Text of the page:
Research studies have established a direct relationship between those who have early dementia and low-density brain matter. Specifically, researchers noted a strong link between areas of the brain that control memory, attention, orientation, and executive function and the amount of density of the glial cells in the frontal cortex. In those with Alzheimer’s Disease, the hippocampus, specifically, is noted to undergo atrophy.
One recent study comparing the volume of grey matter in patients with Alzheimer’s to those with Lewy Body Dementia found that those with the latter had significantly less dense cortices. This study focused on a region of the temporal lobe called the entorhinal cortex. People with Alzheimer’s typically demonstrate a gradual decline in this portion of the brain with most of the loss occurring in front of the eyes. Aside from the fact that the memory and judgment functions are directly affected, this is also the region of the brain that coordinates movement, all of the muscles of the body, and consciousness.
The question as to how gray matter is affected by dementia is also important for professionals who care for patients with Alzheimer’s. For example, how can we tell if memory loss and or disruptions to attention and coordination will occur? Or, how do we know if the patient will engage in repetitive behaviors? These are just some of the questions that need to be answered.
If you or a loved one has been diagnosed with dementia, then you know that there are limited treatments for the condition. Medications that act as an anti-oxidant are usually the first course of treatment along with using drugs to lower the plaque levels in the brain and possibly removing the plaque with a procedure known as stereological curettage. However, these medications only address how gray matter is affected by dementia and do nothing to address the cause of the disease. This is why some researchers are developing experimental treatments such as gene therapy or optogenetics that aim to manipulate genes associated with the disease.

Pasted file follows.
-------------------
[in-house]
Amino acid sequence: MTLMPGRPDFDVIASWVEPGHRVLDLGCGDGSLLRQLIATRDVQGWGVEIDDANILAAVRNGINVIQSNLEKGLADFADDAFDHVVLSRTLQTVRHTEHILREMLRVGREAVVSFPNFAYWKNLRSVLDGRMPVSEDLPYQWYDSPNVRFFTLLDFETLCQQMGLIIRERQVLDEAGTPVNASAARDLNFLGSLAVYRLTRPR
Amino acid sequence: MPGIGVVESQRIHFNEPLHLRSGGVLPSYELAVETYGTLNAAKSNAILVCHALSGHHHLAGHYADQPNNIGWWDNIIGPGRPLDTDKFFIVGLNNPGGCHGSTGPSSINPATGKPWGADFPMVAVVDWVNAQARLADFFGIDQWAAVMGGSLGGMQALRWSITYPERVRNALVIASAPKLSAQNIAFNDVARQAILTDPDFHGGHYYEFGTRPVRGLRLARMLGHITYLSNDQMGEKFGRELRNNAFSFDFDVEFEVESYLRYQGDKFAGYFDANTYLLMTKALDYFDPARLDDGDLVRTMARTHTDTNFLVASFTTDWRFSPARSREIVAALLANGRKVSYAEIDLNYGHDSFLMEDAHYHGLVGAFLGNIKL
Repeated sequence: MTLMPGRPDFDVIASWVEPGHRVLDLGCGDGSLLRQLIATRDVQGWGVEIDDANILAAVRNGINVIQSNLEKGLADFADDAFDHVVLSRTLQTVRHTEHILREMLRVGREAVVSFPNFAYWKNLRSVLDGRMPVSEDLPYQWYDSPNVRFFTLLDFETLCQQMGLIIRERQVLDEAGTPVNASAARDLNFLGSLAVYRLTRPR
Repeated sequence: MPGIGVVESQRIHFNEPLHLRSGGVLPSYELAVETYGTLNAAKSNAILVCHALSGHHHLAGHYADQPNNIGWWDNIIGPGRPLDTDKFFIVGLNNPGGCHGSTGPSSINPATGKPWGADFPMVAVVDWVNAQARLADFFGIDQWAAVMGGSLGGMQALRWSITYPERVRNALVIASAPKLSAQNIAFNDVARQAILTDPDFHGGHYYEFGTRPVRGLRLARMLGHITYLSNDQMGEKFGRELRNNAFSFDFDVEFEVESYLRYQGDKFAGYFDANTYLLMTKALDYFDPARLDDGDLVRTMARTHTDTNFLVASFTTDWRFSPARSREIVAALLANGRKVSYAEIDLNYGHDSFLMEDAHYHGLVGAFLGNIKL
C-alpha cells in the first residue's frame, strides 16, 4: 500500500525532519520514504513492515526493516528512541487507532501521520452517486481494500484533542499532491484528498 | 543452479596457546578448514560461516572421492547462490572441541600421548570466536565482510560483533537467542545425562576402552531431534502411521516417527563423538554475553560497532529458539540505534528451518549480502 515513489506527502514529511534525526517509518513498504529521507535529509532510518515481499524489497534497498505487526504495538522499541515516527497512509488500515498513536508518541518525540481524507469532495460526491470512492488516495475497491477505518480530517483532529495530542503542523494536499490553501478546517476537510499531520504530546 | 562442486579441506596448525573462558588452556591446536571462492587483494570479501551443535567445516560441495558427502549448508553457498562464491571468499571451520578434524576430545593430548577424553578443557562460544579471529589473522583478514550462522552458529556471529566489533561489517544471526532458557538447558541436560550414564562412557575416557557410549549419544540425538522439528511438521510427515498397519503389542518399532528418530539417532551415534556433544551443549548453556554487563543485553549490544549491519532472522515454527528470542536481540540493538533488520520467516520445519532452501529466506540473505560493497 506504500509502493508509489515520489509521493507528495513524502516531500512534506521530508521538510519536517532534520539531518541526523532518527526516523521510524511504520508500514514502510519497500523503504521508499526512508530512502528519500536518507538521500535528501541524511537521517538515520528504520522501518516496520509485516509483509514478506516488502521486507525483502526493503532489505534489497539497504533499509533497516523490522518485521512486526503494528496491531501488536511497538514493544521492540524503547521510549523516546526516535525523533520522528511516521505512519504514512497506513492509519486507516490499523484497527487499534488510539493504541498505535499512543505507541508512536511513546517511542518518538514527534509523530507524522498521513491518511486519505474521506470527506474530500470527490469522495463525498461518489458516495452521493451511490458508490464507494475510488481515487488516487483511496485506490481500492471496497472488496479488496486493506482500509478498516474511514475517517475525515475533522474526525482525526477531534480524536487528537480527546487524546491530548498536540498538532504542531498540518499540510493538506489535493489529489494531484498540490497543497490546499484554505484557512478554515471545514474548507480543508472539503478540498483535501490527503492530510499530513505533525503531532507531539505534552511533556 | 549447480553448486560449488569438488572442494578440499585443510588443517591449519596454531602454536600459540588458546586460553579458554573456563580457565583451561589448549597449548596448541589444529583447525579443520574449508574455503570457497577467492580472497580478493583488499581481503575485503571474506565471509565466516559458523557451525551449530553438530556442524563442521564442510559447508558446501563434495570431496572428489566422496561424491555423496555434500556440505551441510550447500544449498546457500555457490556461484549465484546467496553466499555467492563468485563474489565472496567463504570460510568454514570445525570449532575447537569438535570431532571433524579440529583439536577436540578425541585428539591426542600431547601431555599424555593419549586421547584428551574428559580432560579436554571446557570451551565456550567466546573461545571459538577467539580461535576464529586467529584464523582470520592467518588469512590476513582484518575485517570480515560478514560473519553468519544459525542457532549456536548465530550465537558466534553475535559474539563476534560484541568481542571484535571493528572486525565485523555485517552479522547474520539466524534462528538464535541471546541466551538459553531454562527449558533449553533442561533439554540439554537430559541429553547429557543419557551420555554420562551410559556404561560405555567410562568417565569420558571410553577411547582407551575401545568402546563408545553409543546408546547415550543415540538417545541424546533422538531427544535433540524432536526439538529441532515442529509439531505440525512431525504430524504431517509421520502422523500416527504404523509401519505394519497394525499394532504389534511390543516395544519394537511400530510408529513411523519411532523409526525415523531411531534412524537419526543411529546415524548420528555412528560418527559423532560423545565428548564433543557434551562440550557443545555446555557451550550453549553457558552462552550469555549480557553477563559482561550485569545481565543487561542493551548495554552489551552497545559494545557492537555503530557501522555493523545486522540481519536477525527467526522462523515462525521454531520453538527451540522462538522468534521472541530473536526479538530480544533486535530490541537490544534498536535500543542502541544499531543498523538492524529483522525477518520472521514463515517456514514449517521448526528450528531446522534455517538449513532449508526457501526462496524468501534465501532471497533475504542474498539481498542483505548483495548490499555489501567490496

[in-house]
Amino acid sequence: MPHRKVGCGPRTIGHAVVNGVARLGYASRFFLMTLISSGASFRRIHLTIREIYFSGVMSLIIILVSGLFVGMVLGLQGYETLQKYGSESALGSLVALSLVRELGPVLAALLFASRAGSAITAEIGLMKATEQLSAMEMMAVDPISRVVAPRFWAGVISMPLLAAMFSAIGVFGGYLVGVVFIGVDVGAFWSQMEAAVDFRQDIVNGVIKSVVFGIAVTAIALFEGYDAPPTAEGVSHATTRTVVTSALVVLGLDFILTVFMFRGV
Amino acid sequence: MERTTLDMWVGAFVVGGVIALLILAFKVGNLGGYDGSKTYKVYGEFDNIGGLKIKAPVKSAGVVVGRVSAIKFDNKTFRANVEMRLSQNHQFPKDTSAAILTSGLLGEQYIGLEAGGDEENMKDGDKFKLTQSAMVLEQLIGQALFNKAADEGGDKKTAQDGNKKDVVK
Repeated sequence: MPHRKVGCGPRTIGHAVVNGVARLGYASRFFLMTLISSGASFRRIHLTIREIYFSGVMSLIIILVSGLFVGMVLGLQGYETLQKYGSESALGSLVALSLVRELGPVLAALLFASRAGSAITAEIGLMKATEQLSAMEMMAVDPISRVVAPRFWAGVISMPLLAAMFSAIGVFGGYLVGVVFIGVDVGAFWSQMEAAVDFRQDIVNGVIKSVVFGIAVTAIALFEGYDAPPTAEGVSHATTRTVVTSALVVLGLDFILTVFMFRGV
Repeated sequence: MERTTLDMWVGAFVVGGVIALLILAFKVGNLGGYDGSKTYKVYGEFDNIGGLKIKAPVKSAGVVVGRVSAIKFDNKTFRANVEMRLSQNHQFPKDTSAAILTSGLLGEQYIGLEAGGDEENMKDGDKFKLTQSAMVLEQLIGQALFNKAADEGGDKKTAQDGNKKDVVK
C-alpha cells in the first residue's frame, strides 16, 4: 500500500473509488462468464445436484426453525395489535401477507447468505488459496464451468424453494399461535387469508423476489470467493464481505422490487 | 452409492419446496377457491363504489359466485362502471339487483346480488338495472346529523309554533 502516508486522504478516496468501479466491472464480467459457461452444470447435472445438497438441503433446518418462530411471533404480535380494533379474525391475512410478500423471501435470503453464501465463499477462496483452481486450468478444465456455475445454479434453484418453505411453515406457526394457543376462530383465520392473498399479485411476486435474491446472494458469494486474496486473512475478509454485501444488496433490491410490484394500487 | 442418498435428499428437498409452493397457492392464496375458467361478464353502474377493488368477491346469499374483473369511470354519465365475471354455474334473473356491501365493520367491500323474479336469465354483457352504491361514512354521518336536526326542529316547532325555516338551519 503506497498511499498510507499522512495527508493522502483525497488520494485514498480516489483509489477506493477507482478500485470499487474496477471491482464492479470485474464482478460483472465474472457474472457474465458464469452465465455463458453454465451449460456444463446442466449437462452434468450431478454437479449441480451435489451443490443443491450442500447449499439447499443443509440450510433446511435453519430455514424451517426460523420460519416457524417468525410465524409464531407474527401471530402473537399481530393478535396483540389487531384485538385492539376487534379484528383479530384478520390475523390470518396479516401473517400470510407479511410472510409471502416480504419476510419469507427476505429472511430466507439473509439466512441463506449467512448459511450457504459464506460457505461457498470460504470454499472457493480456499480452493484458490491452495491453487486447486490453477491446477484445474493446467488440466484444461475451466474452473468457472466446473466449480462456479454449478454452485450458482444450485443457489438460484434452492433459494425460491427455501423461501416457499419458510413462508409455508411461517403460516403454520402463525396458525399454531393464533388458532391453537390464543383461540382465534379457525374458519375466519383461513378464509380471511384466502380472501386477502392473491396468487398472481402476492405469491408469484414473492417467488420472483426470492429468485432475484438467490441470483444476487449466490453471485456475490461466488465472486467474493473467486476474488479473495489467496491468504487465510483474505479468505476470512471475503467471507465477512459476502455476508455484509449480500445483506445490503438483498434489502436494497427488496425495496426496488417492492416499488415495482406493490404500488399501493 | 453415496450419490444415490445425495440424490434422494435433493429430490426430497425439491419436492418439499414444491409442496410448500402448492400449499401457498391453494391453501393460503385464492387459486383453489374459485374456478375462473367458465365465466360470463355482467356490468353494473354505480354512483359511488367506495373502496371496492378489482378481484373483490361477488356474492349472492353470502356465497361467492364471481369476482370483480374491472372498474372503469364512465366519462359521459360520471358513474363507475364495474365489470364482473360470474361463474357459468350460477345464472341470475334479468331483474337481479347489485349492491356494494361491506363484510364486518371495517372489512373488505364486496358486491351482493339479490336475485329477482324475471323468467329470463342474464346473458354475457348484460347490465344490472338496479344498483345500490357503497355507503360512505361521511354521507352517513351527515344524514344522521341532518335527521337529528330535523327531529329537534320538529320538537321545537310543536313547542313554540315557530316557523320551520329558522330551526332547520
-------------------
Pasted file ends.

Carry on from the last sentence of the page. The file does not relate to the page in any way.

Other questions about how gray matter is affected by dementia revolve around how it relates to behavior. Is it possible to use brain scans as a way of tracking patients’ brains as they engage in certain behaviors? If so, what type of information do those scans reveal? Can the behaviors be used to design new therapies or treatments? As you can see, answering these questions is very important for researchers.
One of the mysteries of how gray matter is affected by dementia revolves around understanding how it relates to memory. It has been known for years that gray matter is related to memory and cognitive function. Grey matter also makes up a large part of the brain and seems to play a significant role in brain plasticity; the ability of the brain to change as a result of experience and environment. Scientists have developed ways to measure and test the levels of grey matter in patients with Alzheimer’s and found that the reduction of gray matter was related to poor memory performance. The implication is that more of the gray matter in these patients is responsible for their poor memory function.
How gray matter is affected by dementia is still a mystery and one that scientists are learning more about every day. With the advent of new technologies that allow us to look deep inside the brain, scientists have an easier time determining how gray matter affects a person’s ability to process information. It may be worth looking at the use of an MRI in conjunction with neuropsychologists as a way of learning more about how to treat patients who have been diagnosed with dementia. This technology has already shown promise in helping to reduce or eliminate the frustrating behaviors that characterize people who suffer from this condition.
Understanding how gray matter is affected by dementia is crucial to developing new ways of treating and even preventing this condition. The knowledge that the human brain is plastic and can change as a result of environmental factors, diet, and mental activity all play a role in helping patients deal with their condition. It will be some time before we truly understand how to fix the problem, but thanks to advances in medical science, there’s every reason to be optimistic. In the meantime, dementia patients who want to lead a normal life can take comfort in knowing that help is on the way.